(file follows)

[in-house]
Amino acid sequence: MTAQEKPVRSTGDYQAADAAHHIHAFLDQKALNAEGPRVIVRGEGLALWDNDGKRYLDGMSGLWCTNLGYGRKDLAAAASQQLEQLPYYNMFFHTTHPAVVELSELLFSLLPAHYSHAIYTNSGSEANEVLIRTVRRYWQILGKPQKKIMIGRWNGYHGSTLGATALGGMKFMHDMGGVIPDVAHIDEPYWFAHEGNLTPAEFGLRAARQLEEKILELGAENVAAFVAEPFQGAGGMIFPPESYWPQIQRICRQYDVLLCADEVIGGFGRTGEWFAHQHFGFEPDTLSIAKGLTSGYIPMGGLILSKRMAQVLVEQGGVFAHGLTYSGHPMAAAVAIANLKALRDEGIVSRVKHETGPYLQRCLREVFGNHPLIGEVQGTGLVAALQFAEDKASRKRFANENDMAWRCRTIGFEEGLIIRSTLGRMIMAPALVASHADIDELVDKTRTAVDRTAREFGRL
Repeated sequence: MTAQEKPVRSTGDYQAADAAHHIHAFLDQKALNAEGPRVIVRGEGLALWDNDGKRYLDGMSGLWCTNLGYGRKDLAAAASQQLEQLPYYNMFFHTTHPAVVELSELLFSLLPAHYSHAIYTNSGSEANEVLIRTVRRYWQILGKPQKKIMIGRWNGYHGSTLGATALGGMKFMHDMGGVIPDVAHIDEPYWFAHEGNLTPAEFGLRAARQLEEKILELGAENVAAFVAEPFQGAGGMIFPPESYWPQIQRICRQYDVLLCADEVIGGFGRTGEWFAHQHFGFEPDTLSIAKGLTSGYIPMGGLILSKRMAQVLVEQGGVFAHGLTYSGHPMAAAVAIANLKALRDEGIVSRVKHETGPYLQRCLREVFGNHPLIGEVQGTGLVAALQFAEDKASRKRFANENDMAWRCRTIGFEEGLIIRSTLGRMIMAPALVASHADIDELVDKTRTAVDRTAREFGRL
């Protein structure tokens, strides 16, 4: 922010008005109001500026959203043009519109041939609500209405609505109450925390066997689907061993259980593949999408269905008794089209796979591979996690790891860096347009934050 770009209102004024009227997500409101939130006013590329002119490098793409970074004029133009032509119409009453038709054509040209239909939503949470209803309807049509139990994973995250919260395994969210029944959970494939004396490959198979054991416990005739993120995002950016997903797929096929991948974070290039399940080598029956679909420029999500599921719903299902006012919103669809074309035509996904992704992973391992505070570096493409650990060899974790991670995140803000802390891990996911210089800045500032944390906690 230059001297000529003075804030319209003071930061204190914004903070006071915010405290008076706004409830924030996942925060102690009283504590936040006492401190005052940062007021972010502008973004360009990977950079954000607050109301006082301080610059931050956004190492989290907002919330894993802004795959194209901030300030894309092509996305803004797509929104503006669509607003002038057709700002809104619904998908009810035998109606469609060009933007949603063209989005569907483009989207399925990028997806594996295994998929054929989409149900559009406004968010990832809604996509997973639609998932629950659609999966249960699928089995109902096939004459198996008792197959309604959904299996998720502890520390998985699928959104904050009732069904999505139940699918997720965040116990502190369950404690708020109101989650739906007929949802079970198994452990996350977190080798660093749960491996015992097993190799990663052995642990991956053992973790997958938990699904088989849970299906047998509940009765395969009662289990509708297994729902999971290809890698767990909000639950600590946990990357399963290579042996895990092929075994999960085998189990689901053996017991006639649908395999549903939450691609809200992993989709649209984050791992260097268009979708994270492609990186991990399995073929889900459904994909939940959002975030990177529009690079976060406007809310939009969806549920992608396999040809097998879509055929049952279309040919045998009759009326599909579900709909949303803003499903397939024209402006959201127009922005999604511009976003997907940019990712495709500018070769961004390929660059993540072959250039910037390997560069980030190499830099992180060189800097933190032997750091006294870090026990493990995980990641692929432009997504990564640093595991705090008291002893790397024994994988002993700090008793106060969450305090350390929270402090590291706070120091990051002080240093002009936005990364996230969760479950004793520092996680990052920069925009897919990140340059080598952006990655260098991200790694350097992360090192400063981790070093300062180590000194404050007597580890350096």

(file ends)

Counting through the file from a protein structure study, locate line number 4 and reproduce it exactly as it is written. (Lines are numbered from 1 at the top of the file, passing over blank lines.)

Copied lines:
């Protein structure tokens, strides 16, 4: 922010008005109001500026959203043009519109041939609500209405609505109450925390066997689907061993259980593949999408269905008794089209796979591979996690790891860096347009934050 770009209102004024009227997500409101939130006013590329002119490098793409970074004029133009032509119409009453038709054509040209239909939503949470209803309807049509139990994973995250919260395994969210029944959970494939004396490959198979054991416990005739993120995002950016997903797929096929991948974070290039399940080598029956679909420029999500599921719903299902006012919103669809074309035509996904992704992973391992505070570096493409650990060899974790991670995140803000802390891990996911210089800045500032944390906690 230059001297000529003075804030319209003071930061204190914004903070006071915010405290008076706004409830924030996942925060102690009283504590936040006492401190005052940062007021972010502008973004360009990977950079954000607050109301006082301080610059931050956004190492989290907002919330894993802004795959194209901030300030894309092509996305803004797509929104503006669509607003002038057709700002809104619904998908009810035998109606469609060009933007949603063209989005569907483009989207399925990028997806594996295994998929054929989409149900559009406004968010990832809604996509997973639609998932629950659609999966249960699928089995109902096939004459198996008792197959309604959904299996998720502890520390998985699928959104904050009732069904999505139940699918997720965040116990502190369950404690708020109101989650739906007929949802079970198994452990996350977190080798660093749960491996015992097993190799990663052995642990991956053992973790997958938990699904088989849970299906047998509940009765395969009662289990509708297994729902999971290809890698767990909000639950600590946990990357399963290579042996895990092929075994999960085998189990689901053996017991006639649908395999549903939450691609809200992993989709649209984050791992260097268009979708994270492609990186991990399995073929889900459904994909939940959002975030990177529009690079976060406007809310939009969806549920992608396999040809097998879509055929049952279309040919045998009759009326599909579900709909949303803003499903397939024209402006959201127009922005999604511009976003997907940019990712495709500018070769961004390929660059993540072959250039910037390997560069980030190499830099992180060189800097933190032997750091006294870090026990493990995980990641692929432009997504990564640093595991705090008291002893790397024994994988002993700090008793106060969450305090350390929270402090590291706070120091990051002080240093002009936005990364996230969760479950004793520092996680990052920069925009897919990140340059080598952006990655260098991200790694350097992360090192400063981790070093300062180590000194404050007597580890350096």